Comic book, 'It's legit!', Queensland edition, paper, Streetwize Comics, Australia, 2000
Founded in 1984, Streetwize Comics produces free educational comics for young people covering a wide range of issues. The comics communicate important messages in an easy-to-read format that young people can relate to, particularly disadvantaged youth. The comics, as well as other material including posters and educators' notes, deal with topics such as health and safety, legal issues, racism, sexual harassment, domestic violence, homosexuality, housing, employment, gambling, drug and alcohol abuse and other current social issues. They are developed in consultation with young people from the target audiences and are based on the philosophy that effective communication must be built around the perceptions and needs of the audience. Funding comes from federal and state government departments and community organisations.
The Powerhouse Museum collection contains a selection of comics from Streetwize, but mainly those editions dealing with health and safety. They illustrate the way in which government and community organisations approach the dissemination of information to targeted groups (in this case, disadvantaged youth) and at the same time provide a record of the range of health and other social issues affecting young people in the late 1990s.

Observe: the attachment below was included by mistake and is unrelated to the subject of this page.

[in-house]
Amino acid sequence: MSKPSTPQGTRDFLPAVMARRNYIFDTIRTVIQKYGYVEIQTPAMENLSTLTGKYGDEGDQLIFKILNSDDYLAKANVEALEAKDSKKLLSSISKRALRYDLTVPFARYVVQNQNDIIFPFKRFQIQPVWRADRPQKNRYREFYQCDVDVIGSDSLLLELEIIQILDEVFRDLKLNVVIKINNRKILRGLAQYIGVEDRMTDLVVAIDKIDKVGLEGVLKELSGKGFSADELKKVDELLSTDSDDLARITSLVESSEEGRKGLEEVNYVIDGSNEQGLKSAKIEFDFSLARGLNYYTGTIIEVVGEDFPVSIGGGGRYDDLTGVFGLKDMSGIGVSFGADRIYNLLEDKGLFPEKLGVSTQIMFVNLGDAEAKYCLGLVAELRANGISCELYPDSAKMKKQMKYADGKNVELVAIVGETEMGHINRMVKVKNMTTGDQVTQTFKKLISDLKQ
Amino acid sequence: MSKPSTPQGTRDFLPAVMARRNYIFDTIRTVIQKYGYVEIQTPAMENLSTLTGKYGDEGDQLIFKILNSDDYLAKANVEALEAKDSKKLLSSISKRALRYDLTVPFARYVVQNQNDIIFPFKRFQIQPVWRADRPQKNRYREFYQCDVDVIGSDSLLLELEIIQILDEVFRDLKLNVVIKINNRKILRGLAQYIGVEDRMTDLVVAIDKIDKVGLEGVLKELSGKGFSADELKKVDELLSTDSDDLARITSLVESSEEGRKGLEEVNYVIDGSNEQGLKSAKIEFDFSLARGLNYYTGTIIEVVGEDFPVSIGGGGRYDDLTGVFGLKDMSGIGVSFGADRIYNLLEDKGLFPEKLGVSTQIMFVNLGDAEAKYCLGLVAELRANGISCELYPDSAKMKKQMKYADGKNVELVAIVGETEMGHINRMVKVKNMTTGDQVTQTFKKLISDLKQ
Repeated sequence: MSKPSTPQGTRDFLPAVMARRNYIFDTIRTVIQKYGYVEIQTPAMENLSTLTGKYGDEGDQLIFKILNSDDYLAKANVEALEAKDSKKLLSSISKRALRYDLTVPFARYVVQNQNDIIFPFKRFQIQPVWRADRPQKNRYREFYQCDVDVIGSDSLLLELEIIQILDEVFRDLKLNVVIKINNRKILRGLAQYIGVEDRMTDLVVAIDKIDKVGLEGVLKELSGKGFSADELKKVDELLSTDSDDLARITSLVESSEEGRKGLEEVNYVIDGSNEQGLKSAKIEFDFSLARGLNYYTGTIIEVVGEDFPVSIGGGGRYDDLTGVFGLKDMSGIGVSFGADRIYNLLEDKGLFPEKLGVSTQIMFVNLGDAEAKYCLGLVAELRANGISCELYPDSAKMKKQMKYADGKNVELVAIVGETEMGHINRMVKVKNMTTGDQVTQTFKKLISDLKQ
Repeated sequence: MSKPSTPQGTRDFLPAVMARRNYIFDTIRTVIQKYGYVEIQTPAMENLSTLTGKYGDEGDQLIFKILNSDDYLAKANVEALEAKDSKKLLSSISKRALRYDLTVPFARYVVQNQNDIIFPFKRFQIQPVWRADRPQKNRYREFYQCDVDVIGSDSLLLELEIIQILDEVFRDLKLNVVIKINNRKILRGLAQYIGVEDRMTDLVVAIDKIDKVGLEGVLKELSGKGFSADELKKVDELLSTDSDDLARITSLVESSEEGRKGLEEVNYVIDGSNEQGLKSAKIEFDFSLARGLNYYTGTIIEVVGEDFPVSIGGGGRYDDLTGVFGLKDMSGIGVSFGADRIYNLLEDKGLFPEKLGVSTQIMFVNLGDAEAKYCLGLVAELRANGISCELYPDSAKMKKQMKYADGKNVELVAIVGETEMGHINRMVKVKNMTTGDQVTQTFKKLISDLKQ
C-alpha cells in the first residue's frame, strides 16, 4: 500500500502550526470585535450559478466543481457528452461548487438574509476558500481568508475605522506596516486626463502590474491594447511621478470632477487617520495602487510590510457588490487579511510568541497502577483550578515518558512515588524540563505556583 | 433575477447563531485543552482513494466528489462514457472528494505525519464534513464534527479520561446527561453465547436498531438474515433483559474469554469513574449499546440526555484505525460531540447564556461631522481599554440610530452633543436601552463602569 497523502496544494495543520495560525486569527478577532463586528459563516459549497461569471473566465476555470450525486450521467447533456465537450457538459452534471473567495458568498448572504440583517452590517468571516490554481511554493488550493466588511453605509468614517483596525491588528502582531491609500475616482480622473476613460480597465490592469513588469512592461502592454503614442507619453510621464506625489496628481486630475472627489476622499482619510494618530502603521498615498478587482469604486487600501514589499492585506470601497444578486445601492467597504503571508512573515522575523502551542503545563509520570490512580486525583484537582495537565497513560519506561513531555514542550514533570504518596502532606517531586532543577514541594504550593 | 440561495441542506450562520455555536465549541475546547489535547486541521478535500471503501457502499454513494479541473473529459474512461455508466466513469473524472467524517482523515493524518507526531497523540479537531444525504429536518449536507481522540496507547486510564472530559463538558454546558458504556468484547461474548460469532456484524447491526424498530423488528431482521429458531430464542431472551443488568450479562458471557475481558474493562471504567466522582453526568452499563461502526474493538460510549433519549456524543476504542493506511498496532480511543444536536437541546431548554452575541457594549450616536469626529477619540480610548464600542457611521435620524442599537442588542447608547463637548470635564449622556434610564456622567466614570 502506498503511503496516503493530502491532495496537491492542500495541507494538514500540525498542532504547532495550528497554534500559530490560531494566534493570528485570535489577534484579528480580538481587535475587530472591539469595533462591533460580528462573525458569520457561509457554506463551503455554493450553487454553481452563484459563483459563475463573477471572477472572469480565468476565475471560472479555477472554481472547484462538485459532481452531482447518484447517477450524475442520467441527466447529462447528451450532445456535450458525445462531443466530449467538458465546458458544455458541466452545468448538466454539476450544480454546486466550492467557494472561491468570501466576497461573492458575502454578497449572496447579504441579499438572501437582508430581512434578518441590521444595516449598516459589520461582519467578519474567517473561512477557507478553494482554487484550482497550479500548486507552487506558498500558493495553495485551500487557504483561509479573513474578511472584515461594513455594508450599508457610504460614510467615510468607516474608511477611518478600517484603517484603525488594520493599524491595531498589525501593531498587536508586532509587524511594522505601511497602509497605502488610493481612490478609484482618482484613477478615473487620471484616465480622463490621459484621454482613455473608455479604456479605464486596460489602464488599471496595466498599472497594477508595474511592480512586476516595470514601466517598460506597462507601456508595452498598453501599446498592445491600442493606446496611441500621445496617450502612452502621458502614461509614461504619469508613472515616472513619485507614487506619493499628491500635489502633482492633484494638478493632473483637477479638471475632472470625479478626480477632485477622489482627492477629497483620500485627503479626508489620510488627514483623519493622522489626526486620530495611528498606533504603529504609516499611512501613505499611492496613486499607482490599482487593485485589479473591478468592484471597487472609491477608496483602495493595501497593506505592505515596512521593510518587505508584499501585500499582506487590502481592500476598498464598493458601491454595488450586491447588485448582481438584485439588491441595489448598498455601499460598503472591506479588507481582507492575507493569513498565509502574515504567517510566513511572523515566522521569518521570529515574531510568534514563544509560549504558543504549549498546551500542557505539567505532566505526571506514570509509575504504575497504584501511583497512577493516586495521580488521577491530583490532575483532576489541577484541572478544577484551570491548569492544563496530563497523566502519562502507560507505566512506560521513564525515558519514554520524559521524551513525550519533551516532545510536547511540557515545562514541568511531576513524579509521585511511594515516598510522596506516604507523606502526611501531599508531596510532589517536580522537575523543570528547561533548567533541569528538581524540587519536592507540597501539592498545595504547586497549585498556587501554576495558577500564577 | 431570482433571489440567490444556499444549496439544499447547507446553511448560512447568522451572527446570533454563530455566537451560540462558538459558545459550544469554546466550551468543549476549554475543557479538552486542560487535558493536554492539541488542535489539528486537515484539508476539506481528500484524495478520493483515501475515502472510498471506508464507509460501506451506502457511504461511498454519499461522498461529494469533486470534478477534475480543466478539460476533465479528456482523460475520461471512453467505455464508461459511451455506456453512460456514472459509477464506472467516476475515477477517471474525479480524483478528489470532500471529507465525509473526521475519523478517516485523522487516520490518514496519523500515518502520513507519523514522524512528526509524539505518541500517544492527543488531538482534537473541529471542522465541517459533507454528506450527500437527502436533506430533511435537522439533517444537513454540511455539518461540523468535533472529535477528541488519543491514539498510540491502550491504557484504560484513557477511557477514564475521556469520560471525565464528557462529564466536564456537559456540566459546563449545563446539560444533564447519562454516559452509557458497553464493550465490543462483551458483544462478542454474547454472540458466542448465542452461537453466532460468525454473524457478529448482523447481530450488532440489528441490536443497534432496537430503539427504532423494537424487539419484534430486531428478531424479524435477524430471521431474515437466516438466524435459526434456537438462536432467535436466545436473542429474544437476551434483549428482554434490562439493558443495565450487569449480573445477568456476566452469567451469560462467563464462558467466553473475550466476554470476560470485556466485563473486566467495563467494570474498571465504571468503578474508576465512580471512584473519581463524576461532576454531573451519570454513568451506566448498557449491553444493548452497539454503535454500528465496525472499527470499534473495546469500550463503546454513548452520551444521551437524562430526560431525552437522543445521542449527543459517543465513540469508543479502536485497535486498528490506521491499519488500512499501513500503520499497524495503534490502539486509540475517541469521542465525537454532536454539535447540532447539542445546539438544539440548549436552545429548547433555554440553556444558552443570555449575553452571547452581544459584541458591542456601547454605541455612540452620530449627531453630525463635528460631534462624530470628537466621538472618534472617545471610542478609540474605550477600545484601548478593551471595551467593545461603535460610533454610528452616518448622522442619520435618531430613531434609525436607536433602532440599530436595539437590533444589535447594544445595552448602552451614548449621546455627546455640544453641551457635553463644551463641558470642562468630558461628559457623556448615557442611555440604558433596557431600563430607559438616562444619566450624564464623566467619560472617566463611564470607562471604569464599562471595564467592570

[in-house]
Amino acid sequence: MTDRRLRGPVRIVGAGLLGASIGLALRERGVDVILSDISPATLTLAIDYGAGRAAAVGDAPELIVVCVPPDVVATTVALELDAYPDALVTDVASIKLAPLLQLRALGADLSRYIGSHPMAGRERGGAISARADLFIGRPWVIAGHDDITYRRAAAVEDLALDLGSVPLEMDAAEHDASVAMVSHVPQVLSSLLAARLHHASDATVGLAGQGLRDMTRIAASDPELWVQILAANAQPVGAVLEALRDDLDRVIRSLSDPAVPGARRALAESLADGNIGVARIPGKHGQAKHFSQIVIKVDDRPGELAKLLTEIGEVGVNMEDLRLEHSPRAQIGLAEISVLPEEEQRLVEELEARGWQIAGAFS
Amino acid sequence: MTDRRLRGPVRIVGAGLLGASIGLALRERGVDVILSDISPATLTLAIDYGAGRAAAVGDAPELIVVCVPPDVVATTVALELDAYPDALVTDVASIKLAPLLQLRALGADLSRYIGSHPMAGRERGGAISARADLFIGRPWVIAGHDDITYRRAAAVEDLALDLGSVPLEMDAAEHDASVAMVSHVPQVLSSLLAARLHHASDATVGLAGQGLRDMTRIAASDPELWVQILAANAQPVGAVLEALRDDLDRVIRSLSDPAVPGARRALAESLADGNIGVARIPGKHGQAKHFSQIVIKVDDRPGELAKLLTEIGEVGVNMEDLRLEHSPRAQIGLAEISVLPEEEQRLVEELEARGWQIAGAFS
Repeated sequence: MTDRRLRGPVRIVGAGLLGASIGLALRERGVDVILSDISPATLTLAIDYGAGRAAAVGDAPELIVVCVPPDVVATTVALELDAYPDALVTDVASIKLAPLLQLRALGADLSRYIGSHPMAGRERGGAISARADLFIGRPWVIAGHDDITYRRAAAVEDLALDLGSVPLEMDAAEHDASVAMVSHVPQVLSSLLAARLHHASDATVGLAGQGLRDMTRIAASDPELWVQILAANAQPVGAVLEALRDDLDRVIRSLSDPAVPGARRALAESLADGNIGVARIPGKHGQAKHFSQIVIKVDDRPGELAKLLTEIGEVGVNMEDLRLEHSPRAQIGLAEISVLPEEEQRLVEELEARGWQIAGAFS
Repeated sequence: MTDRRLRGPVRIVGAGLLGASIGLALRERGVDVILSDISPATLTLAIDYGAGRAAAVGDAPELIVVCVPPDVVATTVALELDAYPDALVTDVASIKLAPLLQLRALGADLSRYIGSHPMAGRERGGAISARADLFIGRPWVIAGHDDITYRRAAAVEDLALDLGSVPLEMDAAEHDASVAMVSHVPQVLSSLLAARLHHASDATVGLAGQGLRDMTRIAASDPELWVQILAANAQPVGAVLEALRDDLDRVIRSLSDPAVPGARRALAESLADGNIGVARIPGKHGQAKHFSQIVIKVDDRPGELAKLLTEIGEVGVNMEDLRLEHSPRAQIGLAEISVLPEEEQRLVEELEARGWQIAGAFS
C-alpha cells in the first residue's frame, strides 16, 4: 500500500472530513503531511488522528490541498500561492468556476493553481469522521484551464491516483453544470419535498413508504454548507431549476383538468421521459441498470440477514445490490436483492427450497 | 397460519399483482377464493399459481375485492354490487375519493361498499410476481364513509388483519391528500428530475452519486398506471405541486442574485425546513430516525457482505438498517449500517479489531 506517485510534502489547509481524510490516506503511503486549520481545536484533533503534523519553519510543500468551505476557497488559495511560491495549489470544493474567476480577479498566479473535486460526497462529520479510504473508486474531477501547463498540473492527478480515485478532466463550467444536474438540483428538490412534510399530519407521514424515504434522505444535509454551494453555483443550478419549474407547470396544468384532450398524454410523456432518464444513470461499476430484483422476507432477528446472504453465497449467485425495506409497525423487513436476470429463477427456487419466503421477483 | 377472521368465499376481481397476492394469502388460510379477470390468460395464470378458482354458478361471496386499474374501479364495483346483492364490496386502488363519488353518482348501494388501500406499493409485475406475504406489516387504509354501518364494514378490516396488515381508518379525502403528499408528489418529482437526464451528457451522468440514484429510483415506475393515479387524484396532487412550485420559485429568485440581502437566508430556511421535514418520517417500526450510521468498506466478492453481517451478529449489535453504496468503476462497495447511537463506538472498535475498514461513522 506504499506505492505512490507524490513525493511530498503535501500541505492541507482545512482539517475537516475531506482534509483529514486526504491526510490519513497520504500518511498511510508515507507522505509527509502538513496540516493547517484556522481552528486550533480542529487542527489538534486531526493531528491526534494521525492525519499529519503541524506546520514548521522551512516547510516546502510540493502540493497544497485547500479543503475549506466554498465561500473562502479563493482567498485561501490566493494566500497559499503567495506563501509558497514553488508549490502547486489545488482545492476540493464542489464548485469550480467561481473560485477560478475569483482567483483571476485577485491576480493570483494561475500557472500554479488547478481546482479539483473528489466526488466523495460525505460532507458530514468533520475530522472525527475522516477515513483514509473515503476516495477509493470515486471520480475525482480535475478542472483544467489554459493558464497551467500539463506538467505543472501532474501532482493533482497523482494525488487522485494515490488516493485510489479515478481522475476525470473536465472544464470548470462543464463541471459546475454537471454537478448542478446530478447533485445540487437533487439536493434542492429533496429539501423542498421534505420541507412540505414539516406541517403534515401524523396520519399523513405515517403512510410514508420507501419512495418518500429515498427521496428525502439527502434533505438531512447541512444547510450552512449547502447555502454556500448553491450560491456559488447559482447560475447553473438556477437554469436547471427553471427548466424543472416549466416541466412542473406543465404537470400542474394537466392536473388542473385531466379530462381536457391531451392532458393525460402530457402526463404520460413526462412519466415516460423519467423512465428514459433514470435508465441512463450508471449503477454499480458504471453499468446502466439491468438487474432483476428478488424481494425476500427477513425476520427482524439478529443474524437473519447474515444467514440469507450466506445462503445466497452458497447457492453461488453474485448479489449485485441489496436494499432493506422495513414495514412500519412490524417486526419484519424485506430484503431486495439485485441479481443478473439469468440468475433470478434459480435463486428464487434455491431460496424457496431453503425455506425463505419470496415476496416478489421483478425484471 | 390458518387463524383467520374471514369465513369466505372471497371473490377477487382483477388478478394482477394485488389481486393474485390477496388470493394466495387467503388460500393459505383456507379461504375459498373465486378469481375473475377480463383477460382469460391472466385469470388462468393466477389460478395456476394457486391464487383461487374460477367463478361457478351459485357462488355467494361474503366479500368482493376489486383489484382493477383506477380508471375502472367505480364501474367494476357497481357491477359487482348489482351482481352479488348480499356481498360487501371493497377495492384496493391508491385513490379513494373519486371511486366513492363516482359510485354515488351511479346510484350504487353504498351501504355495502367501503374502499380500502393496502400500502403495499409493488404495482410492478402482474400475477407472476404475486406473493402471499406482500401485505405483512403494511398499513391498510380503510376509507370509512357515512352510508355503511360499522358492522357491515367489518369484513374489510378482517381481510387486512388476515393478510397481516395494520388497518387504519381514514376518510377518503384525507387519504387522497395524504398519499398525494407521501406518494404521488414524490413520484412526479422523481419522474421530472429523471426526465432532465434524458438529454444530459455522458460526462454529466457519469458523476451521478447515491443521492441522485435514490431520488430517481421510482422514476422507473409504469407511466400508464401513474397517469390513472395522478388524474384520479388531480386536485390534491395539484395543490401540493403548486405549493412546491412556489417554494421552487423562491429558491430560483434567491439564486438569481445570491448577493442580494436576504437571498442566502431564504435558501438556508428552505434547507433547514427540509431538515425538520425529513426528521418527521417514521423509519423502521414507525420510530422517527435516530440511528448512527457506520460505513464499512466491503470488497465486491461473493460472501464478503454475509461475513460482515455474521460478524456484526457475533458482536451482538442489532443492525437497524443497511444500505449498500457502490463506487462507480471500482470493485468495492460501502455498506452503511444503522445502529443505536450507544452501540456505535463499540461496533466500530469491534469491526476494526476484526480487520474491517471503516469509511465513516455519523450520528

'It's legit!' is a Queensland-specific edition of an earlier Streetwize title about crime prevention and has stories about graffitti vandalism, assault, throwing missiles and hooning around on trains. It was produced with the assistance of the Queensland Department of Families, Youth & Community Care.
The Queensland edition of 'It's legit!' was produced in February 2000 by Streetwize Comics for the Queensland Department of Families, Youth and Community Care. The project was auspiced through the Youth Affairs Network of Queensland. The Streetwize writing and art team consist of Kate Pockley and Helen Burnie (editor/writers), Ross Carnsew (art director/artist), Stephen Crowley (artist), Eddie Greenaway (writer/researcher) and Gaye Kennedy (Indigenous issues).